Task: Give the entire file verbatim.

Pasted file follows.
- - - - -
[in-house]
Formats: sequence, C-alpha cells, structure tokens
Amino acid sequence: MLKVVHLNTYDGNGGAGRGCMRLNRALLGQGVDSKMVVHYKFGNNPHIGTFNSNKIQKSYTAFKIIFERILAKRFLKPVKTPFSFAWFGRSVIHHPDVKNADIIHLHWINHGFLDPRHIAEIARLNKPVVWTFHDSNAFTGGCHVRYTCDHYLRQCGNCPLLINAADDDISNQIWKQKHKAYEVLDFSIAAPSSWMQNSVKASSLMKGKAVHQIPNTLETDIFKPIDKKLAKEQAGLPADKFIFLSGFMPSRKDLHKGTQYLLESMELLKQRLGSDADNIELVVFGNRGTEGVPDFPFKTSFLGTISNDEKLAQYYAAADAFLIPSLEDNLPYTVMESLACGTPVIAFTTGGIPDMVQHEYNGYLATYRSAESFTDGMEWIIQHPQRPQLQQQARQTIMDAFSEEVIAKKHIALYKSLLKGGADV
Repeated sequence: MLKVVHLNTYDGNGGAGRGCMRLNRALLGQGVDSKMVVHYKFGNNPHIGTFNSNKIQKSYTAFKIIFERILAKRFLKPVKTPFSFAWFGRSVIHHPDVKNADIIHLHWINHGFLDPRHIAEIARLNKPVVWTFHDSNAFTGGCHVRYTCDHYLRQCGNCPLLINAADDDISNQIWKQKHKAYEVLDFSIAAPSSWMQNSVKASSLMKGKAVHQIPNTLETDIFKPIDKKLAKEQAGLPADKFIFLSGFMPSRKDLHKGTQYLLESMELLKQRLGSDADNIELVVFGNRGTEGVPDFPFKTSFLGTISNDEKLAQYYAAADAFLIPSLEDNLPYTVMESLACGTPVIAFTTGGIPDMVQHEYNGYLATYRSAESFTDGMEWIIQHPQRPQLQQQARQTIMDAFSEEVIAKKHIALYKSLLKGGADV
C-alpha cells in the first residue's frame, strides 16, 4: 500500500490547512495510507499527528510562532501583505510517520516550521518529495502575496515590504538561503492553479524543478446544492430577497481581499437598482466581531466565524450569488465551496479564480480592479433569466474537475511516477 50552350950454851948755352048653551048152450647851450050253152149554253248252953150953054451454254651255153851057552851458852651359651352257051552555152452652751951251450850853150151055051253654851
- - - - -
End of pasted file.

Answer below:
[in-house]
Formats: sequence, C-alpha cells, structure tokens
Amino acid sequence: MLKVVHLNTYDGNGGAGRGCMRLNRALLGQGVDSKMVVHYKFGNNPHIGTFNSNKIQKSYTAFKIIFERILAKRFLKPVKTPFSFAWFGRSVIHHPDVKNADIIHLHWINHGFLDPRHIAEIARLNKPVVWTFHDSNAFTGGCHVRYTCDHYLRQCGNCPLLINAADDDISNQIWKQKHKAYEVLDFSIAAPSSWMQNSVKASSLMKGKAVHQIPNTLETDIFKPIDKKLAKEQAGLPADKFIFLSGFMPSRKDLHKGTQYLLESMELLKQRLGSDADNIELVVFGNRGTEGVPDFPFKTSFLGTISNDEKLAQYYAAADAFLIPSLEDNLPYTVMESLACGTPVIAFTTGGIPDMVQHEYNGYLATYRSAESFTDGMEWIIQHPQRPQLQQQARQTIMDAFSEEVIAKKHIALYKSLLKGGADV
Repeated sequence: MLKVVHLNTYDGNGGAGRGCMRLNRALLGQGVDSKMVVHYKFGNNPHIGTFNSNKIQKSYTAFKIIFERILAKRFLKPVKTPFSFAWFGRSVIHHPDVKNADIIHLHWINHGFLDPRHIAEIARLNKPVVWTFHDSNAFTGGCHVRYTCDHYLRQCGNCPLLINAADDDISNQIWKQKHKAYEVLDFSIAAPSSWMQNSVKASSLMKGKAVHQIPNTLETDIFKPIDKKLAKEQAGLPADKFIFLSGFMPSRKDLHKGTQYLLESMELLKQRLGSDADNIELVVFGNRGTEGVPDFPFKTSFLGTISNDEKLAQYYAAADAFLIPSLEDNLPYTVMESLACGTPVIAFTTGGIPDMVQHEYNGYLATYRSAESFTDGMEWIIQHPQRPQLQQQARQTIMDAFSEEVIAKKHIALYKSLLKGGADV
C-alpha cells in the first residue's frame, strides 16, 4: 500500500490547512495510507499527528510562532501583505510517520516550521518529495502575496515590504538561503492553479524543478446544492430577497481581499437598482466581531466565524450569488465551496479564480480592479433569466474537475511516477 50552350950454851948755352048653551048152450647851450050253152149554253248252953150953054451454254651255153851057552851458852651359651352257051552555152452652751951251450850853150151055051253654851